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Flu vaccination decreases flu complications: study
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An annual flu vaccine decreases by one third the risk of hospitalization due to flu complications, a new study has found.

Getting a flu shot every year could cut the risk of dying from flu in half for people over 65, according to the study conducted by researchers at Northwestern Memorial Hospital in Chicago.

The researchers studied more than 400,000 people aged over 65 who had been vaccinated and 300,000 seniors who hadn't. All the study participants lived on their own, not in nursing homes or other long-term care facilities.

The findings showed that those who received a vaccine were 27 percent less likely to be hospitalized due to flu complications, compared to the unvaccinated.

The death rate was 48 percent lower for those who received the annual flu shot, according to the study published in the January issue of New England Journal of Medicine.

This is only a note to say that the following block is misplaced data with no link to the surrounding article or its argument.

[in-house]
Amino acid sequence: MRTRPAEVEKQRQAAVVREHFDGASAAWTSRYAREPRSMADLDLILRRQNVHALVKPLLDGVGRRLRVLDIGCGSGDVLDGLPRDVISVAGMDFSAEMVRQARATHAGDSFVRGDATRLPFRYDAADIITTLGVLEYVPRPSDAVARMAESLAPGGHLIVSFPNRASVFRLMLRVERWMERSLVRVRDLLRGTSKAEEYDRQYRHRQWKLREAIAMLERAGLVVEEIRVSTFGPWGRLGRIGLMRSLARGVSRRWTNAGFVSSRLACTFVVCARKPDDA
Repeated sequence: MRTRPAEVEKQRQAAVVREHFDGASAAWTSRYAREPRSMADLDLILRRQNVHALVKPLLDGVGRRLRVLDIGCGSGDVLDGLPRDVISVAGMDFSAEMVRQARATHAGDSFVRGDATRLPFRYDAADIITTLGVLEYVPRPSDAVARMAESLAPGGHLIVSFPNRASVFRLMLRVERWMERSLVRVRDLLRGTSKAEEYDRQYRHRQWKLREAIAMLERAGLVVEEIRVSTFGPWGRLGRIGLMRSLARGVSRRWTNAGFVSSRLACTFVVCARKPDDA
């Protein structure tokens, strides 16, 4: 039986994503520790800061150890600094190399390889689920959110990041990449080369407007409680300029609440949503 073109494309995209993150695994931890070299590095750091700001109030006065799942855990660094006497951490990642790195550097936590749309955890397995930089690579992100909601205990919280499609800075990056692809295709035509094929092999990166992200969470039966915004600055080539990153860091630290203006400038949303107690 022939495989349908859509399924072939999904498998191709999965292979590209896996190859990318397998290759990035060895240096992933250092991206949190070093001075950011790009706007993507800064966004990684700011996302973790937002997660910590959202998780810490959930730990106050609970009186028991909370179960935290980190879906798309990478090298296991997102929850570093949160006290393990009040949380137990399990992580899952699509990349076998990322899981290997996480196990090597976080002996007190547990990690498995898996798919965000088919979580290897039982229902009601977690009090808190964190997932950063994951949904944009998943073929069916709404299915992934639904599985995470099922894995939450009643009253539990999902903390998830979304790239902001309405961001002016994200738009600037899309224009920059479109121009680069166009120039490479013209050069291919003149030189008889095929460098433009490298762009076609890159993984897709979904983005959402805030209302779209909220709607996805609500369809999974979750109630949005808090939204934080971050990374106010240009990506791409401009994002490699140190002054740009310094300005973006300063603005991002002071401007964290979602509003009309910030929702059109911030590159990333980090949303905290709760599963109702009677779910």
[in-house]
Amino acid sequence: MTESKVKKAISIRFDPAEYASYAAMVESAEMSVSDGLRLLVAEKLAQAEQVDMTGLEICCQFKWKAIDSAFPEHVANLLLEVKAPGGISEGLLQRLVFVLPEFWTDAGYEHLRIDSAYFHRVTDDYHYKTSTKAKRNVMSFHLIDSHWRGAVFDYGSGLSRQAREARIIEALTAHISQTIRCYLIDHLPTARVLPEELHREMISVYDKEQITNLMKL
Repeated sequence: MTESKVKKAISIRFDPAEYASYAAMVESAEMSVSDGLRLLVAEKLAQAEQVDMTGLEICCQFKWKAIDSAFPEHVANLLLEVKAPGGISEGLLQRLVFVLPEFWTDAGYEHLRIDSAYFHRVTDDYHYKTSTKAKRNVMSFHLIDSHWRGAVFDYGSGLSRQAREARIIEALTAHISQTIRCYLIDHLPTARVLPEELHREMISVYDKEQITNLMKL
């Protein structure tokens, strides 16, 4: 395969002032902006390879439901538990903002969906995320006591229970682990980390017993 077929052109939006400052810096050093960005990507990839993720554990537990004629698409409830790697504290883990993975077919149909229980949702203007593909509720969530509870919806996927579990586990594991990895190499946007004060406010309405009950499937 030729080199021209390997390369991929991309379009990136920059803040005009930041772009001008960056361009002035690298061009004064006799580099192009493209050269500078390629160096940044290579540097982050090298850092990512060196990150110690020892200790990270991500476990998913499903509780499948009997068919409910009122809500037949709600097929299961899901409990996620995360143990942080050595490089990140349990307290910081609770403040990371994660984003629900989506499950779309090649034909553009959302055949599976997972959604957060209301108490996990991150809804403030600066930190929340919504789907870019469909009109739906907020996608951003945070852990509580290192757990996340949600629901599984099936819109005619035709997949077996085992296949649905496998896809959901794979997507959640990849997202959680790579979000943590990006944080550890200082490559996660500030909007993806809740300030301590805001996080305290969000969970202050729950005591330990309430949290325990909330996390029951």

"Most people feel that influenza is a mild disease and one that doesn't cause people to become very ill," said infectious disease specialist Dr. Michael Ison who took part in the study. "But it can cause serious complications, and the majority of hospitalizations and illness is in people greater than 65."

Every year, between 5 percent and 20 percent of the U.S. population is infected with the flu virus, and flu is responsible for more than 200,000 hospitalizations and about 36,000 deaths every year, according to estimates from the U.S. Centers for Disease Control and Prevention (CDC).

To prevent some of these illnesses and deaths, the CDC recommends that many groups be vaccinated against the flu each year, including pregnant women, children from 6 months to 5 years of age, anyone over age 50 and people with chronic medical conditions.

(Xinhua News Agency January 13, 2009)

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